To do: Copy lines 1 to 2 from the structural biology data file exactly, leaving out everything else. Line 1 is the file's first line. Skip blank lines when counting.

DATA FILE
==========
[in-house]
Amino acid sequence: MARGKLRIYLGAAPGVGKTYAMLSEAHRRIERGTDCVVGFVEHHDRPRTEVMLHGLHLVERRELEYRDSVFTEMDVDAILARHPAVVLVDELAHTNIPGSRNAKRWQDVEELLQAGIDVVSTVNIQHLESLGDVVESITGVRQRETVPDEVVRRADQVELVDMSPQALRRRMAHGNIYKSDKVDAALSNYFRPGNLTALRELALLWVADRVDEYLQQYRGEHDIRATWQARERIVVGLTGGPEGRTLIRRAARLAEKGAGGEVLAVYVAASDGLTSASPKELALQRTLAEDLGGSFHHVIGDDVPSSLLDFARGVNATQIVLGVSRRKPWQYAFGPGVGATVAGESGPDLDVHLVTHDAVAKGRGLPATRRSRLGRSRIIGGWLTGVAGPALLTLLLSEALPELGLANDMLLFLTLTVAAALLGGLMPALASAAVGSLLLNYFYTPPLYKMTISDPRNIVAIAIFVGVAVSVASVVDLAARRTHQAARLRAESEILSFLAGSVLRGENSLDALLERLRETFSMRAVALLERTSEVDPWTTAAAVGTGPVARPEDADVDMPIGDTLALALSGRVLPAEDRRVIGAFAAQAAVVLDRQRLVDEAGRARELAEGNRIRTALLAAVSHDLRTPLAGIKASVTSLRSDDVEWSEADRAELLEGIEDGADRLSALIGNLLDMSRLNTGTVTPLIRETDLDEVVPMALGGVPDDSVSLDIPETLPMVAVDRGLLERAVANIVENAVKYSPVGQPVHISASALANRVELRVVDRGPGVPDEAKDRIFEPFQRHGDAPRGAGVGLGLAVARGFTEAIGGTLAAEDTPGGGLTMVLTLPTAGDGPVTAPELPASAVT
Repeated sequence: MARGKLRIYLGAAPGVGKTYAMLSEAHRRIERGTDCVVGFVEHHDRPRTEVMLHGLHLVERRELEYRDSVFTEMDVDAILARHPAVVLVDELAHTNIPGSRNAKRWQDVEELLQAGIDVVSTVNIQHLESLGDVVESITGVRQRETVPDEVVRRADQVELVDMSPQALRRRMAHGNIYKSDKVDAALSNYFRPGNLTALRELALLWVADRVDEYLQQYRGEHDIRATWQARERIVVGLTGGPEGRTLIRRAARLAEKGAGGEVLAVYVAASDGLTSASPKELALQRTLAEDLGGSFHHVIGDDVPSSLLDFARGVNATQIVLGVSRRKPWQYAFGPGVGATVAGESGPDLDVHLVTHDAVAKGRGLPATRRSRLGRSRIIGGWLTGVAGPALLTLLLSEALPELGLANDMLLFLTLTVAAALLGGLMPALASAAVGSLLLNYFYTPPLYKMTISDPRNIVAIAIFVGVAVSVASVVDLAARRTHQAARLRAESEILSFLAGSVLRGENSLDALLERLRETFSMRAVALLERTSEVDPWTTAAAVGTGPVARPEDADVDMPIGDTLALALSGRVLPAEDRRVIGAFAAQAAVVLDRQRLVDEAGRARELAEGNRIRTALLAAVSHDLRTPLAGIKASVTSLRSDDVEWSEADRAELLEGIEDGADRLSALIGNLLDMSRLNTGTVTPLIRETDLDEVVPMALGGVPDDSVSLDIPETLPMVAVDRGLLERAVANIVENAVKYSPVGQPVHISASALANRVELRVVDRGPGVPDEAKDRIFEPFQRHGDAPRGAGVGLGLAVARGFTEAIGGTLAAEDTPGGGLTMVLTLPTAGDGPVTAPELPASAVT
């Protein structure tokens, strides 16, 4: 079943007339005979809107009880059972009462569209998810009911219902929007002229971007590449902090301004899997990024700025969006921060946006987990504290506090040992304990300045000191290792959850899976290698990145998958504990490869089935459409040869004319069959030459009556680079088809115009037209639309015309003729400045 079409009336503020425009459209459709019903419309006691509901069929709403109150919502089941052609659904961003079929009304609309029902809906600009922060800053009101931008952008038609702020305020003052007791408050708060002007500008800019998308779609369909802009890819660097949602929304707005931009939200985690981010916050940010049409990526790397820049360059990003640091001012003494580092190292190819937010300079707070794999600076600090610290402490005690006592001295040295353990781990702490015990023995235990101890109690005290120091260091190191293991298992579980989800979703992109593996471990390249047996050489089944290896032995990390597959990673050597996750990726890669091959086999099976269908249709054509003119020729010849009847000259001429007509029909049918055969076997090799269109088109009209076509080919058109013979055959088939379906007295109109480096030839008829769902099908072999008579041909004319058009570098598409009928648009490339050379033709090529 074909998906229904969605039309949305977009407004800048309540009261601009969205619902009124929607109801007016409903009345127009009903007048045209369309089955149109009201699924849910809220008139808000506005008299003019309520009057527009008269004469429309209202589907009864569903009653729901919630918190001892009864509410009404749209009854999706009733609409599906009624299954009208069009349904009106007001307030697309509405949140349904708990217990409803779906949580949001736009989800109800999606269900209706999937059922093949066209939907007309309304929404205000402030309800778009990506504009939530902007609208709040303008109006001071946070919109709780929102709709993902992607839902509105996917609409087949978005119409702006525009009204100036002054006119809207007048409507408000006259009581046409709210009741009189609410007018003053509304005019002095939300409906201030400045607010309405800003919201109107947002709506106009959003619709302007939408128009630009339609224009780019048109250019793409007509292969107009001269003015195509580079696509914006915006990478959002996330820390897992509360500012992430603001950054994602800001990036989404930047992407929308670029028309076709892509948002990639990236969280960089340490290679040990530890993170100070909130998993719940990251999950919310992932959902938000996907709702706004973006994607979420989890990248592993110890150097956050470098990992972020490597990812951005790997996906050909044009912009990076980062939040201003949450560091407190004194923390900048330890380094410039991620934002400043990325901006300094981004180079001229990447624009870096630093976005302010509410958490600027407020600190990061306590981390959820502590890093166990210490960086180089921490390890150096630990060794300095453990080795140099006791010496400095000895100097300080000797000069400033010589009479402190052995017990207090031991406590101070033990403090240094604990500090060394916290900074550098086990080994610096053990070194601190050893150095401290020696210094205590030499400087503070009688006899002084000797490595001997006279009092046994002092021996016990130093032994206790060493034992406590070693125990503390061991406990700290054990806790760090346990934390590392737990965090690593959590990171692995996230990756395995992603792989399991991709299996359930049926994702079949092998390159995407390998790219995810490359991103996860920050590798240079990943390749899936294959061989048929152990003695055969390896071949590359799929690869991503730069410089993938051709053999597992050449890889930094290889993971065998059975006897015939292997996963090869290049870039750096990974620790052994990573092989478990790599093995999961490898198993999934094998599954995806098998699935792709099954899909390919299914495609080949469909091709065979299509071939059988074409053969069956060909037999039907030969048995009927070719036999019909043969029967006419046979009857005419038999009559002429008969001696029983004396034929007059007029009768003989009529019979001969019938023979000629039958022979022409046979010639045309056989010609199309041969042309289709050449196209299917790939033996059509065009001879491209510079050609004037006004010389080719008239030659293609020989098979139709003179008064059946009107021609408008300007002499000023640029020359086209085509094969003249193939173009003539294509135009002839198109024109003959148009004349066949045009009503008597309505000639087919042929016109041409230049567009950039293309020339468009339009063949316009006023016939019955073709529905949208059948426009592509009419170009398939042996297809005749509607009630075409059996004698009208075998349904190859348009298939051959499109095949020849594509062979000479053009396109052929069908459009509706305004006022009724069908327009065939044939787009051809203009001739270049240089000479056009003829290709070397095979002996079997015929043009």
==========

[in-house]
Amino acid sequence: MARGKLRIYLGAAPGVGKTYAMLSEAHRRIERGTDCVVGFVEHHDRPRTEVMLHGLHLVERRELEYRDSVFTEMDVDAILARHPAVVLVDELAHTNIPGSRNAKRWQDVEELLQAGIDVVSTVNIQHLESLGDVVESITGVRQRETVPDEVVRRADQVELVDMSPQALRRRMAHGNIYKSDKVDAALSNYFRPGNLTALRELALLWVADRVDEYLQQYRGEHDIRATWQARERIVVGLTGGPEGRTLIRRAARLAEKGAGGEVLAVYVAASDGLTSASPKELALQRTLAEDLGGSFHHVIGDDVPSSLLDFARGVNATQIVLGVSRRKPWQYAFGPGVGATVAGESGPDLDVHLVTHDAVAKGRGLPATRRSRLGRSRIIGGWLTGVAGPALLTLLLSEALPELGLANDMLLFLTLTVAAALLGGLMPALASAAVGSLLLNYFYTPPLYKMTISDPRNIVAIAIFVGVAVSVASVVDLAARRTHQAARLRAESEILSFLAGSVLRGENSLDALLERLRETFSMRAVALLERTSEVDPWTTAAAVGTGPVARPEDADVDMPIGDTLALALSGRVLPAEDRRVIGAFAAQAAVVLDRQRLVDEAGRARELAEGNRIRTALLAAVSHDLRTPLAGIKASVTSLRSDDVEWSEADRAELLEGIEDGADRLSALIGNLLDMSRLNTGTVTPLIRETDLDEVVPMALGGVPDDSVSLDIPETLPMVAVDRGLLERAVANIVENAVKYSPVGQPVHISASALANRVELRVVDRGPGVPDEAKDRIFEPFQRHGDAPRGAGVGLGLAVARGFTEAIGGTLAAEDTPGGGLTMVLTLPTAGDGPVTAPELPASAVT